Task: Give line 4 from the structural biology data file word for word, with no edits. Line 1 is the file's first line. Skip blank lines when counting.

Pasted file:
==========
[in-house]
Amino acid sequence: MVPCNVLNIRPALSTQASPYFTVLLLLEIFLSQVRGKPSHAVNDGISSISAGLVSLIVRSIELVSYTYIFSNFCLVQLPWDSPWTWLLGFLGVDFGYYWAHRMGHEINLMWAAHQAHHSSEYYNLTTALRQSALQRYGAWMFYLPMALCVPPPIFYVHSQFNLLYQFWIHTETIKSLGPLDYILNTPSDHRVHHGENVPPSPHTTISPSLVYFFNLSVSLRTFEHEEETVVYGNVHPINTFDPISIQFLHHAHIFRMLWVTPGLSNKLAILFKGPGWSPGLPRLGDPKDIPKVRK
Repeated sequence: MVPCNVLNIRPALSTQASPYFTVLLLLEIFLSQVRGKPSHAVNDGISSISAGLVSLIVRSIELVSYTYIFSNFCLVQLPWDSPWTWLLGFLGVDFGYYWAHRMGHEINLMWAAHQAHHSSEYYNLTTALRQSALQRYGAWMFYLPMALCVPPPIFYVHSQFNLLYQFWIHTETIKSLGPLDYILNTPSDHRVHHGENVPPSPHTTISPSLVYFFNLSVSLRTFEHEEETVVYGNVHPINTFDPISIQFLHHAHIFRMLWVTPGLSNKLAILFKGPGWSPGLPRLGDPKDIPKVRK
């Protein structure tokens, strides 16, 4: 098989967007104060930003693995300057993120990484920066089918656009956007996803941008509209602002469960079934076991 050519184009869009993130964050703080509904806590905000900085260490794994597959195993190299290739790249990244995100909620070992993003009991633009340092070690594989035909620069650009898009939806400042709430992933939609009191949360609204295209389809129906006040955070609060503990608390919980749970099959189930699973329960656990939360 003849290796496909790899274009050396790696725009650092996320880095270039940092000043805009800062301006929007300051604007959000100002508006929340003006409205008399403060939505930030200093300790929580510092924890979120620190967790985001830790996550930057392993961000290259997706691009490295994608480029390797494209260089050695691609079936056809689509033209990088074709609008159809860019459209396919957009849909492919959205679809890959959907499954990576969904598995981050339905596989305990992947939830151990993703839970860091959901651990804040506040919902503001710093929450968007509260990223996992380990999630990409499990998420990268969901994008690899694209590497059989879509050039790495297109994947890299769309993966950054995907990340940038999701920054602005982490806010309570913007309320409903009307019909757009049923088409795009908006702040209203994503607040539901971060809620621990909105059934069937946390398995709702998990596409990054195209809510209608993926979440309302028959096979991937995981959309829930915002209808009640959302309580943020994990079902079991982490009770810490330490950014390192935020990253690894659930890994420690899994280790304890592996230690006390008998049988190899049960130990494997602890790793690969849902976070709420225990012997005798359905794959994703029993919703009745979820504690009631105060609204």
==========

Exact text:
């Protein structure tokens, strides 16, 4: 098989967007104060930003693995300057993120990484920066089918656009956007996803941008509209602002469960079934076991 050519184009869009993130964050703080509904806590905000900085260490794994597959195993190299290739790249990244995100909620070992993003009991633009340092070690594989035909620069650009898009939806400042709430992933939609009191949360609204295209389809129906006040955070609060503990608390919980749970099959189930699973329960656990939360 003849290796496909790899274009050396790696725009650092996320880095270039940092000043805009800062301006929007300051604007959000100002508006929340003006409205008399403060939505930030200093300790929580510092924890979120620190967790985001830790996550930057392993961000290259997706691009490295994608480029390797494209260089050695691609079936056809689509033209990088074709609008159809860019459209396919957009849909492919959205679809890959959907499954990576969904598995981050339905596989305990992947939830151990993703839970860091959901651990804040506040919902503001710093929450968007509260990223996992380990999630990409499990998420990268969901994008690899694209590497059989879509050039790495297109994947890299769309993966950054995907990340940038999701920054602005982490806010309570913007309320409903009307019909757009049923088409795009908006702040209203994503607040539901971060809620621990909105059934069937946390398995709702998990596409990054195209809510209608993926979440309302028959096979991937995981959309829930915002209808009640959302309580943020994990079902079991982490009770810490330490950014390192935020990253690894659930890994420690899994280790304890592996230690006390008998049988190899049960130990494997602890790793690969849902976070709420225990012997005798359905794959994703029993919703009745979820504690009631105060609204």